Your Tatay and I of course wanted to have you MRIed right away. But the neuro-pedia said you’d have to be cleared by Dr. De Jesus. When you undergo MRI, you’ll be sedated. If you’re not physically ready, complications may arise if you’ll be given anesthesia. Thus, the clearance that your tiny, fragile body can take anesthesia.
Your Tatay and I walked to the car quietly. The second we were in the car, I let out my cries. I cried…no, I wailed! I remember your Tatay saying, “Sabi na nga ba e.” I got mad at him–how could he not cry? How could he not expect me to feel this way? I couldn’t stop crying, especially whenever I look at you cradled in my arms. I imagine your head being cracked open, the surgeons pushing your brain into your skull. I started to fear you’d develop tics, have a learning disability, lack some motor skills, etc. if a complication arises from the surgery. All the way to Los Banos, I was crying and crying. It was even your Tatay who called Dr. De Jesus’ secretary to ask her (and Dr. De Jesus) to wait for us (her clinic hours were soon over) while he was driving, because I couldn’t even speak.
I almost couldn’t face Dr. De Jesus because I knew I’d cry again and again. She looked sympathetic and worried (opposite of the neuro-pedia), and even said, “Baka hindi naman.” She instructed us to have you X-rayed and to have your blood drawn for CBC. She told us to return the following day (Sunday) with the results which she will check to clear you for anesthesia. She advised to us to go the Asian Hospital for your MRI because the machine there was better. She also called an anesthesiologist-pediatrician affiliated with the Asian Hospital.
When I got home, I immediately called your Lola Emma and told her the bad news. The minute she answered, I burst again. I told her that there was a big chance my baby boy might have to undergo cranial surgery. The pitch of her voice got high and then her voice cracked too. I knew she was trying to hold her cry to be strong for me. Your Tatay was trying to appease me by saying that, “At least we have the means to give our son the best medical treatment.” You know what? I hated your Tatay for saying that. I shouted to him, “Ayoko, ayoko, ayokong maoperahan sa ulo si Raviv! Ayoko kahit may pera pa tayong pambayad sa pinakamagaling na duktor!“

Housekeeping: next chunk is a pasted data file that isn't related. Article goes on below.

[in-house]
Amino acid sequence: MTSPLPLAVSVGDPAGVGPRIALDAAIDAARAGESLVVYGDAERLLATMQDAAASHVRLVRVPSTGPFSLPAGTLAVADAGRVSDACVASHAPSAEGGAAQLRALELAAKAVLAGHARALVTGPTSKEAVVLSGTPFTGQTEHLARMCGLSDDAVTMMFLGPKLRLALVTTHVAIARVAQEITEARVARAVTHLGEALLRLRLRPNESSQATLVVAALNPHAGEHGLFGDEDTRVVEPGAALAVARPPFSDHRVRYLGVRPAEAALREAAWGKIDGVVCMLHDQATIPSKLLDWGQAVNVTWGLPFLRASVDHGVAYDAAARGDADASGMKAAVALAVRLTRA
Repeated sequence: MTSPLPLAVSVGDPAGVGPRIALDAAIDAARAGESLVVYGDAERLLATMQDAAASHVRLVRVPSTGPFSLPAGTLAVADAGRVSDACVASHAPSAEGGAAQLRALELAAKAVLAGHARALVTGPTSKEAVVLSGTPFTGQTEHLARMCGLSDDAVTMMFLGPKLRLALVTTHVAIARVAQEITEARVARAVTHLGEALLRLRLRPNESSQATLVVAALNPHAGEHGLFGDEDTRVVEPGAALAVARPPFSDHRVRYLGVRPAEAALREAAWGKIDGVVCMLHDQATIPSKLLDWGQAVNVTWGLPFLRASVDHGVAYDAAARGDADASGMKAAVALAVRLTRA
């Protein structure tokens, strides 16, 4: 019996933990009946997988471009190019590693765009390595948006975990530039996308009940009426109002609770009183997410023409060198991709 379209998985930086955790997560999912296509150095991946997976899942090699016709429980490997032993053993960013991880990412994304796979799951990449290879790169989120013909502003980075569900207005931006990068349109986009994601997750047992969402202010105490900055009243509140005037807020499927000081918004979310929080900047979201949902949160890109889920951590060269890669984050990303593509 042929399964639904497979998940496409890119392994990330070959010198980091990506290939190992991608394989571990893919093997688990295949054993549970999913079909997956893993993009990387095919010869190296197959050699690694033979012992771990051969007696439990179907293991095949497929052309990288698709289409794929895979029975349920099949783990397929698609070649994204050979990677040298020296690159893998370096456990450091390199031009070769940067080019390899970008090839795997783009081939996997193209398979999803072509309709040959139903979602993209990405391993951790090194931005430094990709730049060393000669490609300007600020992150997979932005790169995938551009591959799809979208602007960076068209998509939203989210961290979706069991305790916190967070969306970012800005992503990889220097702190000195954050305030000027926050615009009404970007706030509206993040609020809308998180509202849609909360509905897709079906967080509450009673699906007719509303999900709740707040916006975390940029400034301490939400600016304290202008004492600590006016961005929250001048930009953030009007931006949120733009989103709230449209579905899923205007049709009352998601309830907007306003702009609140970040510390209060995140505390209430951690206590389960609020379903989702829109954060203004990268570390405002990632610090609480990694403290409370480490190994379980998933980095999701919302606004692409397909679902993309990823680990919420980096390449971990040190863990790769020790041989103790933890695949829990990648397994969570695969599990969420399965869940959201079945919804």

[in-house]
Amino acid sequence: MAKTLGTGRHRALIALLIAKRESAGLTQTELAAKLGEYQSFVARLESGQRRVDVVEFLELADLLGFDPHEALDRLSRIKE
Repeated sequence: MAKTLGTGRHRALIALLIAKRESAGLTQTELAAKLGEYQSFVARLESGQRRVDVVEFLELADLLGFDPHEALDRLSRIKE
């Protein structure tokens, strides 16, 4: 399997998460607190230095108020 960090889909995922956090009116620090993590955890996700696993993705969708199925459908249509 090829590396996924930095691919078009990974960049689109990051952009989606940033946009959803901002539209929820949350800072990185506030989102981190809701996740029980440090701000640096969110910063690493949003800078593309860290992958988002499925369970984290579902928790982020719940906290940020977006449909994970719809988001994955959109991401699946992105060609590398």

That afternoon, I had a fever and I locked myself in our room. I wanted to hate you so I wouldn’t care what would happen to you. I gave your nanny instructions not to bring you to me. I was also angry at God. Why, why, why? I refused to pray, thinking, “Eh will mo ito eh! Bahala ka na kung ano’ng gusto mong mangyari sa anak ko! Ikaw naman ang magdedesisyon niyan.” I was angry at God that I texted my Victory Small Groupmate, Li’Ann Correa-Fernandez. I asked her to visit me.
A few hours after, she came. I told her about what the neuro-pedia said. She told me to pray, and I told her I didn’t want to because I think it’s futile. She explained to me that God wants us to ask from Him, to put our faith in Him, to be closer to Him. Before Li’Ann left, she laid her hands upon your lump, and we prayed. That jumpstarted my deeper relationship with Him.
To be continued tomorrow, promise.
Tell me what you think!
Powered by Facebook Comments